Akiba's Beat (PlayStation 4) Second Opinion Review

By Renan Fontes 28.06.2017

Review for Akiba

While far from a great game, Akiba's Trip was at least interesting in its premise and content. The Japanese city of Akihabara was recreated 1:1 and combat revolved around stripping enemies to defeat them. Combat was tedious more times than not, but Akiba's Trip undeniably had an identity that it never strayed from, for better or for worse. The newest entry in the series, Akiba's Beat, strips away the previous game's tone and gameplay for a traditional action RPG experience, though perhaps at the expense of the sense of self that made the series appealing in the first place.

Themes are an important aspect of any story. They can help tie up an otherwise loose narrative and can be used to develop characters in a neat and concise way. Overreliance on a single theme, however, can leave lasting damage.

Akiba's Beat's main theme is delusion and it enforces that as much as possible. Its reliance on delusions is refreshing, initially. Too many JRPGs begin without a clear focus or fail to flesh out their themes fully, so it's nice when a title manages to integrate its theme so tightly into its narrative. Unfortunately, it's this very insistence that ultimately ends up being the plot's downfall.

Screenshot for Akiba's Beat on PlayStation 4

Delusions are overused to the point of frustration. The writing is already on the weaker side thanks to a dependence on forced humour and an overall lack of character nuance, but it's made all the worse when characters begin discussing delusions. The repetitiveness almost feels like a joke at times, but it's hard to tell when the script opts for cheap laughs over developing its theme and cast.

The opening, for how grating it is, makes it seem like the plot will eventually criticize society's need to delude itself but, when those delusions come to manifest, it's seldom taken seriously or given the respect a theme needs to flesh out properly.

Even the Groundhog Day plot, which could have been used to criticize how society handles its day to day, is little more than added flavour. Akiba's Beat's story is teeming with potential that stays painfully untapped.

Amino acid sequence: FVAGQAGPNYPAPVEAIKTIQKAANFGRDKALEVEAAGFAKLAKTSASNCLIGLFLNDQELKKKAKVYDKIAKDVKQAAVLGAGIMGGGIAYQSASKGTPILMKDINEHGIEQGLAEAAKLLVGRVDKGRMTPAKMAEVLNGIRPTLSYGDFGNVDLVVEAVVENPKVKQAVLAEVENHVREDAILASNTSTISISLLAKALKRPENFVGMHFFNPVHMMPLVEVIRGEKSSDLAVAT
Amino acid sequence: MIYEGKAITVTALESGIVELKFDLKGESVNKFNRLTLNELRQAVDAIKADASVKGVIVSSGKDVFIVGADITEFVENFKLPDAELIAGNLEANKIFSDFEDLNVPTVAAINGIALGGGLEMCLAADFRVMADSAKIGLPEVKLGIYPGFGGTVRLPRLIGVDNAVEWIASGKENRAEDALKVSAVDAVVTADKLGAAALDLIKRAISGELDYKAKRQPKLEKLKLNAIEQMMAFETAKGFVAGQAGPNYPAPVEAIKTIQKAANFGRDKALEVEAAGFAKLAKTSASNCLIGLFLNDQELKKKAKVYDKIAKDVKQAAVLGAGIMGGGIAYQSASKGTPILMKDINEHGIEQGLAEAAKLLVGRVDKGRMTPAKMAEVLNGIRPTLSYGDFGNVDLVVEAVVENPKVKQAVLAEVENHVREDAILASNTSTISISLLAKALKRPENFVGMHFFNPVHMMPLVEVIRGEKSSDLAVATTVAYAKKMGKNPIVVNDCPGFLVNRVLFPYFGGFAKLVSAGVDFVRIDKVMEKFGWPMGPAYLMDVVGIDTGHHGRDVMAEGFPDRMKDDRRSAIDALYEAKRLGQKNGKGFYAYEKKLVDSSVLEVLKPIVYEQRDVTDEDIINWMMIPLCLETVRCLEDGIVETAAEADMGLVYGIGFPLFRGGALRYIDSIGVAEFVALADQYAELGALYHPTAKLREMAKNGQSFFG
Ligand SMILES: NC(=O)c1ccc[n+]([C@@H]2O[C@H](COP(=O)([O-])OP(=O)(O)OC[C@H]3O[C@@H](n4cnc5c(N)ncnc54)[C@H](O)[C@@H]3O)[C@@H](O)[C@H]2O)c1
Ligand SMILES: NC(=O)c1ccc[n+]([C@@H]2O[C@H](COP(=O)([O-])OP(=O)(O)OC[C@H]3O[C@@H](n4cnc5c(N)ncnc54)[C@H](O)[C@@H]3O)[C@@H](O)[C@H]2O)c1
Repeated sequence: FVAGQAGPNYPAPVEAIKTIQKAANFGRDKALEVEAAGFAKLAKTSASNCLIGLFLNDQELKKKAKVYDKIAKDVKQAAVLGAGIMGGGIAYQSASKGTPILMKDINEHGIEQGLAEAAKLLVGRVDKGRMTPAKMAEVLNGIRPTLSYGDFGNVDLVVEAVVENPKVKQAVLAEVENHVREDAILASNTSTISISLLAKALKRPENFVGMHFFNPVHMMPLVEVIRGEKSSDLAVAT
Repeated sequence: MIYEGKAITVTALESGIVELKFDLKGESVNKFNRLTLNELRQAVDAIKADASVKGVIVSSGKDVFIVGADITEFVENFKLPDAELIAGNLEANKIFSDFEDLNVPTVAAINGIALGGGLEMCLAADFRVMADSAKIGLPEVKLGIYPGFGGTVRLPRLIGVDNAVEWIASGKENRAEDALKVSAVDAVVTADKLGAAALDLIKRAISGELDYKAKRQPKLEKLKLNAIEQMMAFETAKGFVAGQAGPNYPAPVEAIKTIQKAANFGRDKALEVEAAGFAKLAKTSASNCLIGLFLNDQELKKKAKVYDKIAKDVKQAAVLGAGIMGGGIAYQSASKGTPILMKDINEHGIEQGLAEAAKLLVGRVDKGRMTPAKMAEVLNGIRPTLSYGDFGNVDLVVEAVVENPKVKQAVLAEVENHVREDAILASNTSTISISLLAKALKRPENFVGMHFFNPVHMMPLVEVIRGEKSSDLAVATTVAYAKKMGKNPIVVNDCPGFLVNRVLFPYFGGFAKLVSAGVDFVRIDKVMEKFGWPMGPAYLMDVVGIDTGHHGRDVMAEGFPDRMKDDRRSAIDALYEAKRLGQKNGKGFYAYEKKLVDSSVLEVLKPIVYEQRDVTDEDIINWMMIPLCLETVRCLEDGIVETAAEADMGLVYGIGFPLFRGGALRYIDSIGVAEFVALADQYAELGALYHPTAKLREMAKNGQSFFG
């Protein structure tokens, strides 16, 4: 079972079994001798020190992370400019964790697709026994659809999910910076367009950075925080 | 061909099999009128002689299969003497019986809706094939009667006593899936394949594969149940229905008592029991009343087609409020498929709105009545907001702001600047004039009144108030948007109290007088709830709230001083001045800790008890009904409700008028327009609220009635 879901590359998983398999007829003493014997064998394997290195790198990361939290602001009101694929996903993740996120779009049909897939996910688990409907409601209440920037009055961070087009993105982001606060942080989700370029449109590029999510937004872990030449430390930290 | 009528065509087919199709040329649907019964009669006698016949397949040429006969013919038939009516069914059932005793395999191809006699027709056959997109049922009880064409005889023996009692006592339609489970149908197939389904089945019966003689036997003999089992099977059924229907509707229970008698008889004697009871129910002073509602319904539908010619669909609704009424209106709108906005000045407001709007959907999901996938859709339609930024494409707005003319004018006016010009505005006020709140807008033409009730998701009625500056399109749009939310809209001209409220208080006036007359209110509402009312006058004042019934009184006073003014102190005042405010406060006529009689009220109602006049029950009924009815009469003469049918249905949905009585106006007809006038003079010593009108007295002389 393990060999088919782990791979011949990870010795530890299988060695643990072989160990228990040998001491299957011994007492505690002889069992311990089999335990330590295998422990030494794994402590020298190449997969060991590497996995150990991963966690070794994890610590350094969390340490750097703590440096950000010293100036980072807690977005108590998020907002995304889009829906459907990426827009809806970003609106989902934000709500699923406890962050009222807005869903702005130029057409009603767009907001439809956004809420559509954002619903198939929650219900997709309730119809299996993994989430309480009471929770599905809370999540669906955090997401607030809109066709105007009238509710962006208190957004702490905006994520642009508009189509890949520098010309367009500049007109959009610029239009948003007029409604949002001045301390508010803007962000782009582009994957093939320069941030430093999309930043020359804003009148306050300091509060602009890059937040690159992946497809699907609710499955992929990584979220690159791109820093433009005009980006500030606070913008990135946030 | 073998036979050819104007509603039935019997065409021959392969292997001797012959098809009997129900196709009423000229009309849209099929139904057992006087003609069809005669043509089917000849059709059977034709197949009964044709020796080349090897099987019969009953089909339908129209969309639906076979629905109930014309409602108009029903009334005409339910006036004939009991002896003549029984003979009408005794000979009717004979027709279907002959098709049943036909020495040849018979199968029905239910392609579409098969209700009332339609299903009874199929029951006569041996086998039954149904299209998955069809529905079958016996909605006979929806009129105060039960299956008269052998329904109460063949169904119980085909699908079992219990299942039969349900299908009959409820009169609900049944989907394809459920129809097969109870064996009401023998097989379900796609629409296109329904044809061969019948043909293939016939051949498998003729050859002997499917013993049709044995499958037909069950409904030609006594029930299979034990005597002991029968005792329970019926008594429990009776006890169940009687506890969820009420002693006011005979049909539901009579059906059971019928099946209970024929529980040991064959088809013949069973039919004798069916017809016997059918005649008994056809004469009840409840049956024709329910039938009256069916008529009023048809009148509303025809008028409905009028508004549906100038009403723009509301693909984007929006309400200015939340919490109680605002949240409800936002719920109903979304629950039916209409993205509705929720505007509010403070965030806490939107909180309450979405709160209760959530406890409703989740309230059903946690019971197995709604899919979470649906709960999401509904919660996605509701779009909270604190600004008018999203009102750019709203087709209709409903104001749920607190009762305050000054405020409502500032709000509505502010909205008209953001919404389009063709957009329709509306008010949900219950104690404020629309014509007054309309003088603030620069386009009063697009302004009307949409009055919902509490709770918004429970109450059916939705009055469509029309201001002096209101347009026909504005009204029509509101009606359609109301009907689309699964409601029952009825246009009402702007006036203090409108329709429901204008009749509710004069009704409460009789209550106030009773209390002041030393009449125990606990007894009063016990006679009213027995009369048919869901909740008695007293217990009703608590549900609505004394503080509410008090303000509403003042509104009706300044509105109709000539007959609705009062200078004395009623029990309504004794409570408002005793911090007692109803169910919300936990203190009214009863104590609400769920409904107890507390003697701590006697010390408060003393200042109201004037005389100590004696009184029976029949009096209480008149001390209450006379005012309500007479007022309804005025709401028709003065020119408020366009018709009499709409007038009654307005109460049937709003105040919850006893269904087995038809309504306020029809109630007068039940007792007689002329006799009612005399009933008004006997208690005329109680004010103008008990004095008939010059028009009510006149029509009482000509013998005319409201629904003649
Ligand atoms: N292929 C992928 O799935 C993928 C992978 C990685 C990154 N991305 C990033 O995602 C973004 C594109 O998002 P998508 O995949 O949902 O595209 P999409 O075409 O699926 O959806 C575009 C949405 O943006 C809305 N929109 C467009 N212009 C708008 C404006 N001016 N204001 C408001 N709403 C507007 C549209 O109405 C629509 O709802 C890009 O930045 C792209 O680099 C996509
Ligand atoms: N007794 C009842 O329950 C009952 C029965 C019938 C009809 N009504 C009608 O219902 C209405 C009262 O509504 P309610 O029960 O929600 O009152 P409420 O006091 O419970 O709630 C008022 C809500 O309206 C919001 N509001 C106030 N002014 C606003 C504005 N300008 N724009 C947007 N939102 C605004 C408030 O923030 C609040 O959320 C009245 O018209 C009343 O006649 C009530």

Screenshot for Akiba's Beat on PlayStation 4

Combat is so stiff and slow that it may as well be a turn based RPG considering how much time is spent waiting to attack again during any given battle. The idea here seems to an attempt at making sure fights don't boil down to spamming the same attacks repeatedly, but it instead makes the action feel restrictive.

A slow-paced action RPG isn't necessarily a bad thing since it can leave room for more strategic play ala Dark Souls but if the AI is brain dead, which is the case here, all that's leftover is wasting time and awkward stops in gameplay.

Dungeons don't fare much better. The concept of dungeons being based off of someone's delusions is a fantastic idea, but it never feels wholly integrated into the gameplay nor realized in the scenery. Environments are samey and interesting puzzles are removed in favour of the ever frequent hunt for switches.

Screenshot for Akiba's Beat on PlayStation 4

Each dungeon plays out much how like the Midnight Channel worked in Persona 4 with no real interaction outside of navigating past enemies to get to the next floor. Where Persona 4 had engrossing combat and the occasional puzzle to balance things out, however, Akiba's Beat has next to nothing to make dungeon crawling anything more than a chore.

At the end of the ever-repeating day, Akiba's Beat struggles to grasp any kind of identity. In straying so far from the series' origins, the sequel neither improves on any old concepts nor introduces new material to justify it's rather large shift tonally and mechanically.

Screenshot for Akiba's Beat on PlayStation 4

Cubed3 Rating

Rated 4 out of 10


In an attempt to be more like its JRPG contemporaries, Akiba's Beat loses any and all identity the series once had. Akiba's Trip had plenty of problems, but it had a sense of self that made it appealing. Now, the gameplay is little more than an inferior Tales of clone, the story wants to be Persona without any of the nuance, and the writing is more on par with any generic flavour of the month anime than a nuanced RPG. Akiba's Beat has a good enough premise that it could have easily been a creative and fun experience, but with no real individuality, it's simply filler in a year that's not lacking in great JRPGs.






Real Time RPG



C3 Score

Rated $score out of 10  5/10

Reader Score

Rated $score out of 10  0 (0 Votes)

European release date Out now   North America release date Out now   Japan release date Out now   Australian release date Out now   


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